Listening to open source developers complaining about companies not donating money and then getting ignored by said companies reminds me of a quarreling couple, where one side has a lot to say and the other side is just silent. Let me turn this silence into statements a company would make. Let’s go!
Open source developer: Thank you for using my software. Please make some donation!
Company: No thank you, I’d rather spend my money on shareholders and employees.
Developer: But you really should donate!
Company: I thought open-source software is free of charge to use?
Developer: It is, but you are morally obliged to donate!
Company: Why? Where does it say so?
Developer: There is a big Donate Now! button on my website!
Company: Donations are always voluntary; I don’t see a moral obligation.
Developer: If you don’t donate, I’ll suffer. You really must pay.
Company: I think you are confusing sales with donations. There is no sales contract that obliges us to pay for your software.
Developer: But you are making a lot of money with my software!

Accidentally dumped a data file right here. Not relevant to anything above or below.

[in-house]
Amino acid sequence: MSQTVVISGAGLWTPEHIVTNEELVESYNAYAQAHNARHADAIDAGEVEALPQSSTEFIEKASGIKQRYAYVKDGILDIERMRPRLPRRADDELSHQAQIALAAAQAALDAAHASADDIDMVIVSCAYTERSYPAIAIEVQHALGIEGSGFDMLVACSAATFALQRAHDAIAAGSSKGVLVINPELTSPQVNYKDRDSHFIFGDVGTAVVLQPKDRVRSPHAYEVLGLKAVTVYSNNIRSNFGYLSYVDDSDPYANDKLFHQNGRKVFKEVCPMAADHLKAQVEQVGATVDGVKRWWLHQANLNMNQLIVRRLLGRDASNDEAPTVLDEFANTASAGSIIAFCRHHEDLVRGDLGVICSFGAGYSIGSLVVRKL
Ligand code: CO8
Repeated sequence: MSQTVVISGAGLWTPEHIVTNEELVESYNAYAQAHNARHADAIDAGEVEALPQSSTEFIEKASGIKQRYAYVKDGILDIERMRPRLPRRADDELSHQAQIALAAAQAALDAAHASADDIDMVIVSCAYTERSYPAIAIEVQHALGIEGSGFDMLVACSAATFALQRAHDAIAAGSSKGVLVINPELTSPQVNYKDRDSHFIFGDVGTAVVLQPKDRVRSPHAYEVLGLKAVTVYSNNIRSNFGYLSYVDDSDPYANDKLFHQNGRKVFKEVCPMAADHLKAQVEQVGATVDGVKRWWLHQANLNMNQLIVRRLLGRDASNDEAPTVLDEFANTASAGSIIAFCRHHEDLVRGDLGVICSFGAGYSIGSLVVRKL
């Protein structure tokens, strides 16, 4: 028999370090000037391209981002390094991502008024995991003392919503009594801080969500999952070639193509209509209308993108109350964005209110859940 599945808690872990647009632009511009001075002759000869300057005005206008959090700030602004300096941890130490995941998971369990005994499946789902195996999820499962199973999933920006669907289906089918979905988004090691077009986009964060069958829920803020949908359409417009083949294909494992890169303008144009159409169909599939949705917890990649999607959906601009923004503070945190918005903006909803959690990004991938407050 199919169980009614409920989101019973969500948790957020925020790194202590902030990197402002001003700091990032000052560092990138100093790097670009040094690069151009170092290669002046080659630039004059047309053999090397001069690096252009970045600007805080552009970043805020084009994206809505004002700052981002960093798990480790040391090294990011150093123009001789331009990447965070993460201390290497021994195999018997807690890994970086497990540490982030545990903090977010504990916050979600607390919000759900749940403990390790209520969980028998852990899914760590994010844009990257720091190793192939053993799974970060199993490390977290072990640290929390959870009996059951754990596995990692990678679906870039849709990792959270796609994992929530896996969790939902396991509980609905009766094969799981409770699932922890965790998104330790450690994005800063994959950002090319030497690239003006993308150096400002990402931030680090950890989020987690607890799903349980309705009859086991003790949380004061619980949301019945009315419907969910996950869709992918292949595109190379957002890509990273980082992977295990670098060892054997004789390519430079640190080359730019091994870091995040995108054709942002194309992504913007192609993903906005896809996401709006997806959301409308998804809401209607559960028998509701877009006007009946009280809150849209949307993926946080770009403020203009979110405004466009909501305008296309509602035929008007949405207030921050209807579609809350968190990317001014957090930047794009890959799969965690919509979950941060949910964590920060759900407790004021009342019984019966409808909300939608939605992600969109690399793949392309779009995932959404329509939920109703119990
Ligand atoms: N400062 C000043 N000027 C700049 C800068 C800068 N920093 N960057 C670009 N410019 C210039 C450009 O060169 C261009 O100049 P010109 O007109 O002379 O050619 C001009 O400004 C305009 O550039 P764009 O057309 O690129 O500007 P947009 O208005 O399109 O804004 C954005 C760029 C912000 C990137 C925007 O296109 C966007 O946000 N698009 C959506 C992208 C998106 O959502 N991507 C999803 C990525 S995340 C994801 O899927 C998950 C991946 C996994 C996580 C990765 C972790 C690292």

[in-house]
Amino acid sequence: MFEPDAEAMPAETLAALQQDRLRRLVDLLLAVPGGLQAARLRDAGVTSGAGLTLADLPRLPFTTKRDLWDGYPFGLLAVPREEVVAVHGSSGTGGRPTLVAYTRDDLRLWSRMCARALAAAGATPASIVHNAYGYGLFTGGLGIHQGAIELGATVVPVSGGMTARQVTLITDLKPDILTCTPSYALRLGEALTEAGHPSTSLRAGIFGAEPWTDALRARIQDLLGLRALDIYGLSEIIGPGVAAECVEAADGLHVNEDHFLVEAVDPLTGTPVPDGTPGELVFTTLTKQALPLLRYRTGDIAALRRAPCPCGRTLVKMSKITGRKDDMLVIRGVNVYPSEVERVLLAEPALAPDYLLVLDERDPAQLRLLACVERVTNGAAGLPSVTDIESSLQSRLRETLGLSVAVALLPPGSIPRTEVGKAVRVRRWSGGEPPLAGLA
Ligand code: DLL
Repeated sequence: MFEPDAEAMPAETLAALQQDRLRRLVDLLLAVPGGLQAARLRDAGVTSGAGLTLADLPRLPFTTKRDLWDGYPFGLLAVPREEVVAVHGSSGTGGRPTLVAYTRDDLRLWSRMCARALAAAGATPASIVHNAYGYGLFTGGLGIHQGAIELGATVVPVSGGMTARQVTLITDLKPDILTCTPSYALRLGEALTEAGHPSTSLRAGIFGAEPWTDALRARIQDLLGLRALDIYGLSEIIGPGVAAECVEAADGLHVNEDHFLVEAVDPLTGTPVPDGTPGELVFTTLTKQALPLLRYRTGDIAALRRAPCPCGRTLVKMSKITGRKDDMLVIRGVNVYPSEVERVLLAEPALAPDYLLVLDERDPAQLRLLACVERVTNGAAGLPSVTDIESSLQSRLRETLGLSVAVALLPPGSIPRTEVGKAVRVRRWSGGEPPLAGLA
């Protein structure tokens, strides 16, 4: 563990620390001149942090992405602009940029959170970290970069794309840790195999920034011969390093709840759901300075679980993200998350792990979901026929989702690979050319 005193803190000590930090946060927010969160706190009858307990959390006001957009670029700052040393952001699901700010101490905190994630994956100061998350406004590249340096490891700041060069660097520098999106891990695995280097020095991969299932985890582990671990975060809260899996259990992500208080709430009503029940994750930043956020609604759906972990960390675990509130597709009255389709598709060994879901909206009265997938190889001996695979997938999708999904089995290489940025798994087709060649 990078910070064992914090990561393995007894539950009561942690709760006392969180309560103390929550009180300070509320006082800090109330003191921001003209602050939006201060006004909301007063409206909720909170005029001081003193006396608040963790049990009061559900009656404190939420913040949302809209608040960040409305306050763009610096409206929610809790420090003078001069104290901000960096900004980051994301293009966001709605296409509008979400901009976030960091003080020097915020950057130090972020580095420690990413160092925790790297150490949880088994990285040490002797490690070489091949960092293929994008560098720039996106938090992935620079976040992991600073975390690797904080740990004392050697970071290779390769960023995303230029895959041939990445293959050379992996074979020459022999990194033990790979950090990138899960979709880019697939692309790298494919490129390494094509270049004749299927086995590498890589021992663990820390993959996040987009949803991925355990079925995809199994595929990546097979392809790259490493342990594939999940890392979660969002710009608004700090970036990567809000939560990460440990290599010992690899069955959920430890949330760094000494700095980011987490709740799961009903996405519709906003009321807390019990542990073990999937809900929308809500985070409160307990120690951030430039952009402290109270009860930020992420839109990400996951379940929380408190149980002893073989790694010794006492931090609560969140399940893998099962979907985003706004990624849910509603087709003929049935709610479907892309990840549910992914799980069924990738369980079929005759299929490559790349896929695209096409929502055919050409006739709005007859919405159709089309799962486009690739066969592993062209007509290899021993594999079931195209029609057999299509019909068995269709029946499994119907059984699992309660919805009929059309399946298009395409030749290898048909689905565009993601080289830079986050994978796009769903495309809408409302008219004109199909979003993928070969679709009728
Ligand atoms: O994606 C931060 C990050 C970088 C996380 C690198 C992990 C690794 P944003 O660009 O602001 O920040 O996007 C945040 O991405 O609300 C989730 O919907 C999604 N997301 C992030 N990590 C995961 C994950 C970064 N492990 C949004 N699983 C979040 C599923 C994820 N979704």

Company: We make money by solving our customers’ problems. Your software is a small piece in there. Because everyone else can also use your software to compete with us, it is not the reason why we make money.
Developer: If you don’t pay up, I’ll complain loudly about your behavior.
Company: (Thinking a lot, but not saying anything.)
Developer: OK, what can I do to earn a living by getting some of the value I’m creating for you.
Company: Oh! “Creating value.” I know those words. Now I understand. It is not so difficult: Sell me something that I don’t get for free. This could be support, this could be more timely bug fixes. This could be complementary (not free) software. This could be operating the software for me. So many options.
Developer: But I don’t want to start a business.
Company: Then it will remain a hobby.